The prime minister and leader of the opposition subsequently appointed a Referendum Council in December 2015 to “consult widely throughout Australia and move towards achieving constitutional recognition of First Australians.” The Council has released a discussion paper and set up a website for digital consultation, as well as holding a series of meetings with indigenous people in different parts of the country. In addition, the government has provided funding for a campaign, led by RECOGNISE (part of Reconciliation Australia), to build support for changing the Constitution.
The Library of Congress holds multiple books related to the 1967 referendum, including items about (or by) those involved, and the impacts of the referendum and the resulting constitutional changes. These include:
- Reflections: 40 Years on from the 1967 Referendum (Neil Gillesppie ed., c2007).
- Bain Attwood & Andrew Markus, The 1967 Referendum: Race, Power and the Australian Constitution (2007).
- Bain Attwood & Andrew Markus, The 1967 Referendum, or, When the Aborigines Didn’t Get the Vote (1997).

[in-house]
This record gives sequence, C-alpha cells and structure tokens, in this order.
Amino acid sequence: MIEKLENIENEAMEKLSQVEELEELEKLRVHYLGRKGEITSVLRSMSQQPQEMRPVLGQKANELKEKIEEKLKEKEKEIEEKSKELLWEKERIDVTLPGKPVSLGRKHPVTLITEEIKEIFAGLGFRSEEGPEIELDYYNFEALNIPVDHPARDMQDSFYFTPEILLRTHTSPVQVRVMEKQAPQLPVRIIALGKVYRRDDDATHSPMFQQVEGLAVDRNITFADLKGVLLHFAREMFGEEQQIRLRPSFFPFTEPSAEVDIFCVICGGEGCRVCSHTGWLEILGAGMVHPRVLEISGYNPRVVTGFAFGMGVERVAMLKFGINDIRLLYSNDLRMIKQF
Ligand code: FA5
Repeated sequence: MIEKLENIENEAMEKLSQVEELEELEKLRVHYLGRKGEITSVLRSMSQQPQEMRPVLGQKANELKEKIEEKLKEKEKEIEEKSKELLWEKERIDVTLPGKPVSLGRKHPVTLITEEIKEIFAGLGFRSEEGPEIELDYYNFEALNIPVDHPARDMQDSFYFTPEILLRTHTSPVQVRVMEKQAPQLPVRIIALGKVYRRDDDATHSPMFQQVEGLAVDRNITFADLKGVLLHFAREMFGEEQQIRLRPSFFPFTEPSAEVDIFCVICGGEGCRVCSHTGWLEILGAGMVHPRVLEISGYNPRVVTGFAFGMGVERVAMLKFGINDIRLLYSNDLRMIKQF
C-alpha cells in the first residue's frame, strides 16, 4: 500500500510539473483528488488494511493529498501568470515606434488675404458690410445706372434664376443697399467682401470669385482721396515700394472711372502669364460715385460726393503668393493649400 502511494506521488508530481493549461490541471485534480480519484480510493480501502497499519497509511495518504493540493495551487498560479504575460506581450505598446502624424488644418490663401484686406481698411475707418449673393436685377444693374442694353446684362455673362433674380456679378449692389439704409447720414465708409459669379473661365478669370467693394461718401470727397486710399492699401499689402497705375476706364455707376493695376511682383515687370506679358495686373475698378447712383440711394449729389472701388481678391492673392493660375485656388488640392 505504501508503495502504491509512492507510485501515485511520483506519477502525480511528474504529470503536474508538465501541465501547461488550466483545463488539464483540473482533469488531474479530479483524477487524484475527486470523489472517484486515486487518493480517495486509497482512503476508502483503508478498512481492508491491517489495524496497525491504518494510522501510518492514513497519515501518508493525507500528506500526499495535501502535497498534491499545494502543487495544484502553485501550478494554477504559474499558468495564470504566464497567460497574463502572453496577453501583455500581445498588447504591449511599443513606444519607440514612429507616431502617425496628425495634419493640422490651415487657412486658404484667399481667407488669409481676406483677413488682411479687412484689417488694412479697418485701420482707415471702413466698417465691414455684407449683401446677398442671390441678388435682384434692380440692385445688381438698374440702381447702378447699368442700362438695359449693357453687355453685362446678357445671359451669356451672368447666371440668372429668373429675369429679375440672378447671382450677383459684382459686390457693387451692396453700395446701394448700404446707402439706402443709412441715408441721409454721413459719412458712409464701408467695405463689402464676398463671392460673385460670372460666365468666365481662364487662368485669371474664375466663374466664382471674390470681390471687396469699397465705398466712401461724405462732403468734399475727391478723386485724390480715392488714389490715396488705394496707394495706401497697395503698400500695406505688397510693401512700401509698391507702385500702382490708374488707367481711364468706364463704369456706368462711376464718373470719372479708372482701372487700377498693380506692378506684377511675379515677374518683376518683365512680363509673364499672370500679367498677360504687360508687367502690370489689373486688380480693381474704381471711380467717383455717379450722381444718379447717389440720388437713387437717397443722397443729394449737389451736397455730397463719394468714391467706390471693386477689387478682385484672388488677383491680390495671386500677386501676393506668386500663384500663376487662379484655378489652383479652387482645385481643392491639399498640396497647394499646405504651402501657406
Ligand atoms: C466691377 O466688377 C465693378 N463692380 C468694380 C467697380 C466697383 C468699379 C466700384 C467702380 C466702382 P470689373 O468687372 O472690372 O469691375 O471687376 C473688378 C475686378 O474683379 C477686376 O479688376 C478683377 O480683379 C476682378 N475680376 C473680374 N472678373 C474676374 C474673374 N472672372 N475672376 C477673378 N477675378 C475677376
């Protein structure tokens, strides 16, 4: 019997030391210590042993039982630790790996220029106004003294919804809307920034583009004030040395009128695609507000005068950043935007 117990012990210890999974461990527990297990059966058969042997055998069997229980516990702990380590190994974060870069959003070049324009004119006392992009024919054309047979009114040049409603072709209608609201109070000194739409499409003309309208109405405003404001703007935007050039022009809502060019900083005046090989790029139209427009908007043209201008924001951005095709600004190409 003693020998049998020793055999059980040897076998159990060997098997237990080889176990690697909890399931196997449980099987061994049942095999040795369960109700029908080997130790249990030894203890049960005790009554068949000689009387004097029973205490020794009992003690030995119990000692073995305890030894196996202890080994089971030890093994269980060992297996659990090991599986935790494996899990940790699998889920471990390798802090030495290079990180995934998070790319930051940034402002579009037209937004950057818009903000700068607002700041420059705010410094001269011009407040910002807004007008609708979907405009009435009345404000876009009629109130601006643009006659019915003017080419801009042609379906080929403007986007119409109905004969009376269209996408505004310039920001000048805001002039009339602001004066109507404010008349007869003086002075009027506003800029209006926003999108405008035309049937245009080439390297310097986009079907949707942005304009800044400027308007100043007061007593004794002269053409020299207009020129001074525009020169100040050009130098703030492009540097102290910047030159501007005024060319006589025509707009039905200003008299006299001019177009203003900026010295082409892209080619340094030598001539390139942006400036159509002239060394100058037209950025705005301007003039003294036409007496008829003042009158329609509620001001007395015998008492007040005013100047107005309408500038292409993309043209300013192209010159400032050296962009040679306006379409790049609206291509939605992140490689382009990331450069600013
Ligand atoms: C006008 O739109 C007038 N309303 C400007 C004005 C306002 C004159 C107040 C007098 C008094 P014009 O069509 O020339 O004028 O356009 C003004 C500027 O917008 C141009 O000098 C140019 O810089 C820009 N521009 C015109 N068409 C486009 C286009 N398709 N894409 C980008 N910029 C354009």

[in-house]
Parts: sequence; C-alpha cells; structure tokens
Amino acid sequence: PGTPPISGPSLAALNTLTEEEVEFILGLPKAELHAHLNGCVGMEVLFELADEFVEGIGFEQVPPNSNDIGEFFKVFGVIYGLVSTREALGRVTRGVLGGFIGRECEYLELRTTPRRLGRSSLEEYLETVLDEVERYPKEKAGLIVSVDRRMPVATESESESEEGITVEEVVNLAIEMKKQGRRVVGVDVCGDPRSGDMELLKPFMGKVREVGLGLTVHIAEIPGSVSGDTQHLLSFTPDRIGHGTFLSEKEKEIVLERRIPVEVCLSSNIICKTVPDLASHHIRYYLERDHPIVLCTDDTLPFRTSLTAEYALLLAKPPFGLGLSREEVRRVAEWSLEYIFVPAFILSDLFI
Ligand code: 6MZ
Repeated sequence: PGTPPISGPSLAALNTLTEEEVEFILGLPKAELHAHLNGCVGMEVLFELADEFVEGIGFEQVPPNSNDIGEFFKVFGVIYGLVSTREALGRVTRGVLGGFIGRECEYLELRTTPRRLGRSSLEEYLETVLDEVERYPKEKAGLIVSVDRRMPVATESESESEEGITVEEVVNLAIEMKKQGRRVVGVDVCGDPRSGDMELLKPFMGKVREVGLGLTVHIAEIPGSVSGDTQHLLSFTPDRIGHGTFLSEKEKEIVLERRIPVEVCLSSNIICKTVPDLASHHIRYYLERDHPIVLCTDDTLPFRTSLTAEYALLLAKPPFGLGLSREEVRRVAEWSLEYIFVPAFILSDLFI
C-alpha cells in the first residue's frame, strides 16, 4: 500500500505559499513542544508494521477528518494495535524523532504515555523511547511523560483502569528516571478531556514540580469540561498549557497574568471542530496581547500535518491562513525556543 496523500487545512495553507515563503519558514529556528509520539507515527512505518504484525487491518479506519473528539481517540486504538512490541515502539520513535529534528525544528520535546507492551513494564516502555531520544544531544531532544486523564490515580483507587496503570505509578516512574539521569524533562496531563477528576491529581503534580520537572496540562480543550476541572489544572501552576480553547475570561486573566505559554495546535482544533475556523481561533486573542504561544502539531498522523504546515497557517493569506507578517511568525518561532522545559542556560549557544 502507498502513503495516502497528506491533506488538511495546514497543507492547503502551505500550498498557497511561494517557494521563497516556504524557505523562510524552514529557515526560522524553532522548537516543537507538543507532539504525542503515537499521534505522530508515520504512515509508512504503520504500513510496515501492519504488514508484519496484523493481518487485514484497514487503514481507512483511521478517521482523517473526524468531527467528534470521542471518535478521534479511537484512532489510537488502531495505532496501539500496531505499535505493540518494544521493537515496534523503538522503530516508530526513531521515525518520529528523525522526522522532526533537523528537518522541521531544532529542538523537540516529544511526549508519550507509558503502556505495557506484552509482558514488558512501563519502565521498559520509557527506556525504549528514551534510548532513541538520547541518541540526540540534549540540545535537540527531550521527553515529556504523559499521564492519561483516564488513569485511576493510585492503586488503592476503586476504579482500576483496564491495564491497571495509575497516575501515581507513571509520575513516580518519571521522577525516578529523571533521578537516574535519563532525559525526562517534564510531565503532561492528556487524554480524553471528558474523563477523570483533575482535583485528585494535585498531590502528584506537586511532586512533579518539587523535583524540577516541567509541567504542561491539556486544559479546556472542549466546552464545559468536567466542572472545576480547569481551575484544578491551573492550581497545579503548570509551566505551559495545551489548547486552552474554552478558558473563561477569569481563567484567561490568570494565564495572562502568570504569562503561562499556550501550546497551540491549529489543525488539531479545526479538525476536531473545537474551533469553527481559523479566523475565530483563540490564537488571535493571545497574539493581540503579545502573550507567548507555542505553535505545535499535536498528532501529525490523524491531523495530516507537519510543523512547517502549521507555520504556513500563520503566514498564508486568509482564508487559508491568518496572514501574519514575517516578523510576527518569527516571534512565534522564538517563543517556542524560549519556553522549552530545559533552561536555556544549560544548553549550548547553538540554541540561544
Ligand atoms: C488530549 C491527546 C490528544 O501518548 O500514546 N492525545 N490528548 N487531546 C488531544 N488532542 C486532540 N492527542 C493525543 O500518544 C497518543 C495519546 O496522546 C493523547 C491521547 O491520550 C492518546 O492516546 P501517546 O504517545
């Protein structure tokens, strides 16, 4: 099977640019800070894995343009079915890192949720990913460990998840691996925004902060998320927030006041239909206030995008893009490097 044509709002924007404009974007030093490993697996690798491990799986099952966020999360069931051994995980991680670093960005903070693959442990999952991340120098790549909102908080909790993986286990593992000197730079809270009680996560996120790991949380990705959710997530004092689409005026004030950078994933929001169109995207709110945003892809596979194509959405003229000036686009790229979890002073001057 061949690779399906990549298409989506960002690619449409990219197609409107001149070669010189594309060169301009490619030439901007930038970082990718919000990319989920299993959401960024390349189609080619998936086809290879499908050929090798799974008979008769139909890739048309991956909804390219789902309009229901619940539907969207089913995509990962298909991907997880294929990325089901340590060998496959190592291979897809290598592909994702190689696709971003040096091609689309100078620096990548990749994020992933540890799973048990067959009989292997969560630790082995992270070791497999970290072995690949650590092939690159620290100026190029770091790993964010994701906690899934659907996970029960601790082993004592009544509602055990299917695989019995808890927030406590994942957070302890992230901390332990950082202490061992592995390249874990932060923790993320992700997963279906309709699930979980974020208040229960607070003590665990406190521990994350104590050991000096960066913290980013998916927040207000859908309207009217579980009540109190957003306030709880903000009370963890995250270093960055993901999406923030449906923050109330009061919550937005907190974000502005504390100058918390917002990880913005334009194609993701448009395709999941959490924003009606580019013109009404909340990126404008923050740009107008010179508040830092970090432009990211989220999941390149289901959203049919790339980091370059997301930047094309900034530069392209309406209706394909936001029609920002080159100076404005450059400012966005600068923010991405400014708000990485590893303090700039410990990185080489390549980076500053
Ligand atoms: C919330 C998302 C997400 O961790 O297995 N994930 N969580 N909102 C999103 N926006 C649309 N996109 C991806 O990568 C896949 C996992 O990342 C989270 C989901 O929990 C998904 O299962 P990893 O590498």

- We the Australians: What is to Follow the referendum? (Inter-Racial Citizens Committee, 1968).
- The Time was Ripe: A History of the Aboriginal-Australian Fellowship, 1956-69 (Faith Bandler & Len Fox eds., 1983).
- Jennifer Clark, Aborigines & Activism: Race & the Coming of the Sixties to Australia (2008).
- Ann Curthoys, Freedom Ride: A Freedom Rider Remembers (2002).
- Max Griffiths, Aboriginal Affairs 1967-2005: Seeking a Solution (2006).
- Andrew Gunstone, Unfinished Business: The Australian Formal Reconciliation Processed (2007).
- Jack Horner, Seeking Racial Justice: An Insider’s Memoir of the Movement for Aboriginal Advancement, 1938-1978 (2004).
- Marilyn Lake, Faith: Faith Bandler, Gentle Activist (2002).